Some New Yorkers are going above and beyond to help the city's less fortunate in this season of giving.
Soup kitchens and food pantries citywide are facing funding cutbacks while demand increases, as there was a 10 percent uptick in need for their services this year, according to the New York City Coalition Against Hunger. On top of that, one in five city children are hungry or at risk of hunger, as are 10 percent of the city's seniors, the coalition said.
Still, there are those working to pick up the slack:
When people need information about government benefits and services, they come to Bethene Trexel.
For 14 years, Trexel has volunteered to help New Yorkers sort out their Medicare, food stamp, health and other public benefits with the Community Service Society of New York, guiding citizens through the winding maze of applying for assistance and other programs.
A lifelong volunteer, Trexel, 66, suffers from multiple sclerosis and struggles to walk. She said the instinct to help others was passed down from her parents. Trexel first became involved in volunteering for CSSNY 25 years ago, after her first child was born, and since then has managed a nonprofit for more than two decades, volunteered at her church, helped with 4-H and, when she could, used her vast knowledge of public benefits to assist friends, family and anyone who needs help.
Trexel, who first moved to the city 41 years ago to get a graduate degree in education, said: "To help someone figure out these benefits, it can make a world of difference if that's the only thing keeping them from starving."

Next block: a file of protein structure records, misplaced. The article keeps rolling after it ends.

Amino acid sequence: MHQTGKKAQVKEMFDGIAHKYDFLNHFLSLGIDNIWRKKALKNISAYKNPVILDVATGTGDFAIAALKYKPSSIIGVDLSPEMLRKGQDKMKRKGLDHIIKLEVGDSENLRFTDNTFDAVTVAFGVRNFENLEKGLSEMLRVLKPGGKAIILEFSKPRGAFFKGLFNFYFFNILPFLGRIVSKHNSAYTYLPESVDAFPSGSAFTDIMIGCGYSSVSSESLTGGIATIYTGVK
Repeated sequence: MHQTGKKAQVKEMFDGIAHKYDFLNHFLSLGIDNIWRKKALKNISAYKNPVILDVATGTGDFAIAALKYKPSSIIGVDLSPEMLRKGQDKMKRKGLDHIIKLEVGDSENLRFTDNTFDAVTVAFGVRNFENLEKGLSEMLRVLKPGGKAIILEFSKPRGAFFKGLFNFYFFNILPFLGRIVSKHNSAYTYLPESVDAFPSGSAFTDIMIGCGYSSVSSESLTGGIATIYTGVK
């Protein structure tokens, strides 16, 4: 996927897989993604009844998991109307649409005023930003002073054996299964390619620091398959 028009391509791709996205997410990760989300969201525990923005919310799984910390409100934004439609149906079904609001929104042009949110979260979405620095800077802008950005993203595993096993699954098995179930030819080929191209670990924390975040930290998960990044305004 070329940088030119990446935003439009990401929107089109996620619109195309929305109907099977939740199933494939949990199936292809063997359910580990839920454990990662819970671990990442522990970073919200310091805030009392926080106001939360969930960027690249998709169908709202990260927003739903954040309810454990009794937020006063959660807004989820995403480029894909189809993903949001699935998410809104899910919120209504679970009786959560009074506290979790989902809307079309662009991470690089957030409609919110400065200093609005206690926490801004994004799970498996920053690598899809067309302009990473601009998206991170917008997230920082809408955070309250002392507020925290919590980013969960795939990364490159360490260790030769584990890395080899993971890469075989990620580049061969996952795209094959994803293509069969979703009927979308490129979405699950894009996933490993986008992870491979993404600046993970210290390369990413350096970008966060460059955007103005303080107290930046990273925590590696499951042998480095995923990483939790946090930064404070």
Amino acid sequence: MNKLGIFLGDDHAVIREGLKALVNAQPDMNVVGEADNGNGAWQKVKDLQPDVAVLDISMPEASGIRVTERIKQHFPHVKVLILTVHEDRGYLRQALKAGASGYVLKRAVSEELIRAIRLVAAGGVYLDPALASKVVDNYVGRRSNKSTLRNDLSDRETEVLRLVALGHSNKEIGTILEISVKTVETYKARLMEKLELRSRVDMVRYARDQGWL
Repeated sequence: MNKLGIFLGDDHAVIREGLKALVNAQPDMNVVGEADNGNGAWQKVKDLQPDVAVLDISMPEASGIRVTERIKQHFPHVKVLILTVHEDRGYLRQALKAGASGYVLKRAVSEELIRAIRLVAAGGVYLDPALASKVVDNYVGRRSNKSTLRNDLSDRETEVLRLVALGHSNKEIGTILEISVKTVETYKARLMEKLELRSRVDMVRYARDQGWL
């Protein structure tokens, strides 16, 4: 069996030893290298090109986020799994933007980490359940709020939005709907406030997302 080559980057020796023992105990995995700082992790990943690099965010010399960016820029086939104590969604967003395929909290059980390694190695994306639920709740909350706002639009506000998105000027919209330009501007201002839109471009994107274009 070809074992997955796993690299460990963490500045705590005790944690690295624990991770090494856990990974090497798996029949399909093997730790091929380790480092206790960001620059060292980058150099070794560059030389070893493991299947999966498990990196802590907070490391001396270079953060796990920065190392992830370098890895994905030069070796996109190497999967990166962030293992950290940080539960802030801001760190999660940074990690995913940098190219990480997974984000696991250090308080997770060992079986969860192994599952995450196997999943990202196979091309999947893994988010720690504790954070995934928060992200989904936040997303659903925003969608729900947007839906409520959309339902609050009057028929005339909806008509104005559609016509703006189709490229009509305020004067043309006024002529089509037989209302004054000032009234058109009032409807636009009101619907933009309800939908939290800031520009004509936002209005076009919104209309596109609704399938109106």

In 2007, Denice Rich rescued her first stray cat. As she was already caring for five other cats and three dogs she had rescued, her "pet family" was big enough.
She took the abandoned feline to an office of the American Society for the Prevention of Cruelty to Animals. Once there, she found her calling.
Since then, Rich has made a name as someone who can do it all for the ASCPA: When she's not busy running her real estate firm, Rich transports animals coming into the city; helps organize and run events, commercials and media appearances with the animals; handles various tasks at ASPCA offices; and does behavior modification with some of the hardest-to-manage dogs and cats. "You get so much unconditional love from the animals," said Rich, 62.
Vega, a community liaison for the Segundo Ruiz Belvis Diagnostic and Treatment Center, volunteers on the NYPD 40th Precinct community council, the St. Luke's Parish Community Council and its hospitality ministry, and with the Isis Community Circle; is chairwoman of Bronxworks' Betances Community Center; and helps organize the African Diaspora Film Festival.
"Years ago, I had a massive brain stroke. I almost lost my life. But after it happened, I knew I was given a second chance," she said. "I started small and promised myself that the same way my community showed me their support, I was going to show the same support to the community."
With Christmas just weeks away, Vega has been organizing an event with Lincoln Medical Center to get toys to children of families who can't afford them on their own. And that's after she secured a turkey giveaway with Bronxworks, coordinated a book bag giveaway and hosted a fundraiser for the Betances center.